October 17, 2006 > Field rations for the soul
Field rations for the soul
The only kind of dignity which is genuine is that which is not diminished by the indifference of others.
Swedish diplomat (1905 - 1961)
They were poor, unwashed and yet still loved by Minister William Booth in 1865. Booth's original intent was to help the underprivileged population of London, England at the street level and direct them to churches where their spiritual needs could be addressed. Unfortunately, he found that trying to include shabbily dressed street people with other churchgoers appalled Victorian parishioners and was untenable. Booth decided to open a church, the East London Christian Mission, especially for the disenfranchised. In 1878, rewording an annual report for the mission, Booth's son Bramwell modified the title by replacing the word "volunteer," creating the phrase, "Salvation Army." He noted that he felt compelled to serve as part of an army of Salvationists rather than a volunteer.
Structured in a similar fashion to armed forces, this group spread around the world without hostility or firing a shot. Uniforms, flags and ranks are evident in this army, but the cause is decidedly nonviolent - to spread evangelical thought and actions, interwoven with practical social assistance for those in need. "With heart to God and hand to man" is a guiding principal for the Salvation Army. This army knows that without satisfying basic needs of those seeking help, positive and permanent change is unlikely. At the core lies a commitment to help all who seek assistance with food, shelter, clothing and safety.
The Tri-Cities of Fremont, Newark and Union City are served by husband and wife, Captains Julius and Shannon Murphy, both commissioned and ordained as officers (ministers) in 2003. As part of an international organization, both feel strength in the core values and beliefs of the Salvation Army on a worldwide scale, but stress that they are dedicated to the local community and local fundraising activities that remain within their jurisdiction. Capt. Julius Murphy notes that many "see only one aspect of the Salvation Army with little idea of who we are and what we do." Julius should know the many sides of the Salvation Army since he has been a part of its services since age 3.
Much more than bell ringers and collection kettles during the Christmas season, ministering to communities around the world is a mission of 365 days every year. Capt. Murphy says that his army knows how to "stretch a donated dollar as far as possible." He notes that while many people may think much of their donation might end up in administrative costs or in other communities around the world, each mission is responsible for its own community and over 80 percent of the funds collected go directly to local citizens in need and disaster relief.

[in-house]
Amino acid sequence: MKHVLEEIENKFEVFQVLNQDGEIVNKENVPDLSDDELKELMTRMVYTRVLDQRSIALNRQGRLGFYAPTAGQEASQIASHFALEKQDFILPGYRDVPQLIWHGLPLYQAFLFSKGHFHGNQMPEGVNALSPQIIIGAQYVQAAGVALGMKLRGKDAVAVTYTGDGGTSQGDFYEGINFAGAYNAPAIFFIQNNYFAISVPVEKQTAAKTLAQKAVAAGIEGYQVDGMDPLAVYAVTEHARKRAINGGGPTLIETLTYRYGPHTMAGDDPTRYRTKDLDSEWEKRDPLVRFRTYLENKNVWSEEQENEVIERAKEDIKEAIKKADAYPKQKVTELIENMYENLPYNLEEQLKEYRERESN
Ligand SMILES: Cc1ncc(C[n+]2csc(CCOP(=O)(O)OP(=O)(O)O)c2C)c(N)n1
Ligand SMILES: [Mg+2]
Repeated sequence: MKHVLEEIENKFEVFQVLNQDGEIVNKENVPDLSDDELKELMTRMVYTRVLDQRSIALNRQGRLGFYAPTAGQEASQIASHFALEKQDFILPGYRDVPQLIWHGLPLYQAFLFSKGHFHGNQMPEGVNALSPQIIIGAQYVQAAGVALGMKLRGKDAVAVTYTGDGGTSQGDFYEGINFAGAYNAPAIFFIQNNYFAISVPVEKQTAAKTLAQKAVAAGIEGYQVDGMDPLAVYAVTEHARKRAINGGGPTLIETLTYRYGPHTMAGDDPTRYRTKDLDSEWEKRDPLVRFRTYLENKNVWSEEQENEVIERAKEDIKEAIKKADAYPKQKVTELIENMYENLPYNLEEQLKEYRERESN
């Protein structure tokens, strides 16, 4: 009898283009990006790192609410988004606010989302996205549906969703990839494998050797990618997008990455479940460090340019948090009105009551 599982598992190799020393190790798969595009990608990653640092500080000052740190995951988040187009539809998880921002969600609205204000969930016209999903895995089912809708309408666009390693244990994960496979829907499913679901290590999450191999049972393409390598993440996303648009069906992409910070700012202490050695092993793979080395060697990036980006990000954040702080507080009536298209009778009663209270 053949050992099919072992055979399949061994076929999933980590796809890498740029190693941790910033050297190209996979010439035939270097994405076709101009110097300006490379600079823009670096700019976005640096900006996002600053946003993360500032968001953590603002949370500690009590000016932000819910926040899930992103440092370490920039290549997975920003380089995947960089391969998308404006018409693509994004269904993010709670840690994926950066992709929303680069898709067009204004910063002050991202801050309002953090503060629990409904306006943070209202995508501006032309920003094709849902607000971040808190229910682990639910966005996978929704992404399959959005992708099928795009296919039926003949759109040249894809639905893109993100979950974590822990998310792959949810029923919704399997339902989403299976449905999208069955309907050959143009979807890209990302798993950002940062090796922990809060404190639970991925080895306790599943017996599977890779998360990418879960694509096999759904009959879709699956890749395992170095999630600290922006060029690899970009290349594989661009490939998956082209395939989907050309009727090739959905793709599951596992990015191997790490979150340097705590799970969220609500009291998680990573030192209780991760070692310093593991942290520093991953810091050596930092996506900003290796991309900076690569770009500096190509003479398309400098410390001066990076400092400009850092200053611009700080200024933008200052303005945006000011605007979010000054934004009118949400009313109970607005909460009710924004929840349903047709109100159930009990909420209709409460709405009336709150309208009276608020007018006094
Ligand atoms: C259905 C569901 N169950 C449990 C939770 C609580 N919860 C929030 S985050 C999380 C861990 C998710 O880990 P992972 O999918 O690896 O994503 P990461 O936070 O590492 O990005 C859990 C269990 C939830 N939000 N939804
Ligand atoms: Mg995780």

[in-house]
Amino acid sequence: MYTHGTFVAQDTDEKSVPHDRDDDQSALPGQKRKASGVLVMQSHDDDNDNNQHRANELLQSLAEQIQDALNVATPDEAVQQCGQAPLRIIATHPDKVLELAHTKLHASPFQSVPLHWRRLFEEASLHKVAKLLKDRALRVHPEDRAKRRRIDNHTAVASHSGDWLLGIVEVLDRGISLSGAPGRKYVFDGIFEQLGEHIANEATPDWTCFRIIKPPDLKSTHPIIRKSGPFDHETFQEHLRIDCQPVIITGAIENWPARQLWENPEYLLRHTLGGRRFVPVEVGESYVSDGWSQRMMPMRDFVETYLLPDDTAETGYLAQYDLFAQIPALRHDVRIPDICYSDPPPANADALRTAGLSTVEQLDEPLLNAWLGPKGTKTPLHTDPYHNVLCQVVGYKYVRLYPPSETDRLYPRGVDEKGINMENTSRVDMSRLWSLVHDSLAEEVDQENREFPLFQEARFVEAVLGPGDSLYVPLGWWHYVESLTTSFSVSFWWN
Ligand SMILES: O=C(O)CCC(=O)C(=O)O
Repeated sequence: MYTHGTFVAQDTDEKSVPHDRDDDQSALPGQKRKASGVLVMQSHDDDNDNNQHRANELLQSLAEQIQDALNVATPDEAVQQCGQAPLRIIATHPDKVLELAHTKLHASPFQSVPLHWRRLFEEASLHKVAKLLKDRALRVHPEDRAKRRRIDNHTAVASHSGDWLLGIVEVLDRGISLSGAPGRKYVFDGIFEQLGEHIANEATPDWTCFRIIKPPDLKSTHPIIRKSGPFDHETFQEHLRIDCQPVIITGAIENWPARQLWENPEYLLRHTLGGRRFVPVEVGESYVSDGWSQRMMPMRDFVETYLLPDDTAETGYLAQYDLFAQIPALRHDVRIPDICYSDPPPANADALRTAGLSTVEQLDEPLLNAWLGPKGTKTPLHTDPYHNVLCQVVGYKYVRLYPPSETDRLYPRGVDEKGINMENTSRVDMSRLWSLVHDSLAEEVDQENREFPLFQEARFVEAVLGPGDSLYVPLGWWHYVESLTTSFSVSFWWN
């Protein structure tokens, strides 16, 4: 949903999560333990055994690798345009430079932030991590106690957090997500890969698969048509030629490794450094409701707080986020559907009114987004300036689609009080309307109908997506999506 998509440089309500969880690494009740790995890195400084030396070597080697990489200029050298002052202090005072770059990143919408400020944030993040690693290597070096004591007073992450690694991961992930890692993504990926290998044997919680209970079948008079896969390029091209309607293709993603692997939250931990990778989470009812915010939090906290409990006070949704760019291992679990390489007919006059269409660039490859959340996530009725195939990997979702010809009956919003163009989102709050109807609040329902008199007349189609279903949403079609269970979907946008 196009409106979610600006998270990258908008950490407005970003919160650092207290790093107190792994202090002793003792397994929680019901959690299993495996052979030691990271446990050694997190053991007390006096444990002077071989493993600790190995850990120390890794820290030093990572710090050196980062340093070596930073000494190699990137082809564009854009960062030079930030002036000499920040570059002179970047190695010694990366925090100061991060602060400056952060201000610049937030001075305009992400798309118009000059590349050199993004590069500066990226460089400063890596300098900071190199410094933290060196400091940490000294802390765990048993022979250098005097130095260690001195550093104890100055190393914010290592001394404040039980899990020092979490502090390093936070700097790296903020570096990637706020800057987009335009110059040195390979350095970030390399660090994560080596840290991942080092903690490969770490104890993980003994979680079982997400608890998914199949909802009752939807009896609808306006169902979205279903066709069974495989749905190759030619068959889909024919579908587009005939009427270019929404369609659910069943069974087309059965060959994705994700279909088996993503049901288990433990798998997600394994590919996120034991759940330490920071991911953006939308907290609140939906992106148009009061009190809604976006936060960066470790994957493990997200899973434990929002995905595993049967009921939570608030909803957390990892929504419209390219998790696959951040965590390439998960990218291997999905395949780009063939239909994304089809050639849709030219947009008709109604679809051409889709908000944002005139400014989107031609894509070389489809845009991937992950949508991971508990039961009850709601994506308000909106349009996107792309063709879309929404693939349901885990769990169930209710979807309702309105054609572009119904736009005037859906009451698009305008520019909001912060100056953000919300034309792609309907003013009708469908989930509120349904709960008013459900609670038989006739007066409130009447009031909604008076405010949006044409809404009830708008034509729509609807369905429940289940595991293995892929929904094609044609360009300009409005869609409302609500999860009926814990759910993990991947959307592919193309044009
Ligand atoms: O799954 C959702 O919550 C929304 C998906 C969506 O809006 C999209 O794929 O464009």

In addition to worship services, the local Salvation Army center is a center for food distribution, emergency support and services, youth programs, and special events. A recently completed summer day camp was extremely successful as was a new program called "Cycle for Success" in which 60 youngsters who showed outstanding behavior at school and in their daily activities were rewarded with a brand new bicycle. The Salvation Army also coordinates an annual "Shopping Spree" hosted by Mervyn's department store during which selected schoolchildren and young adults are paired with community volunteers from many organizations to shop for the new school clothes and gear. Another annual event is the Fall Festival held on Saturday, Oct. 21 from noon to 3:00 p.m. at the Salvation Army headquarters in Newark. Food, games, music, a jump house and lots of fun will be waiting for everyone to join in for this free event.
Of course, one of the most visible Salvation Army activities will soon ring in the sounds of the holiday season. Behind the scenes, preparations are made for distribution of Thanksgiving and Christmas meal "fixins" while bell ringers remind shoppers of the army that has been serving society for over 100 years. The "Christmas Kettle" is actually an American innovation. It began in 1891 in San Francisco when Capt. Joseph McFee resolved to provide a free Christmas dinner for the poor of the area. The Captain remembered a large pot used for charitable collections in Liverpool, England and copied the idea, using a tripod and crab pot.
Ferry passengers were asked to "keep the pot boiling" and they did. By 1895, the idea had spread to 30 locations on the West Coast and, although initially it met some resistance by corps who felt it would be unseemly, its success could not be denied. Now, kettles are used throughout the world and for many, the holiday season would be hollow without the sights and sounds of the bell ringers standing beside a collection kettle.
For those who want to enlist their services or support the Salvation Army, there are many volunteer opportunities and financial assistance is always welcome. Capt. Murphy says that the center's doors are open to those who would like to come by and see for themselves. For others who will soon hear and see Salvation Army volunteers beside kettles in the coming months, a brief pause and contribution should bring a smile knowing that your generosity will help maintain social and spiritual support for our community, and for an army that marches to the rhythm of the sweet tones of bells.
The Salvation Army
Tri-Cities Corps Community Center
36700 Newark Blvd., Newark
Majors Robert & Miriam Keene
430 "A" St., Hayward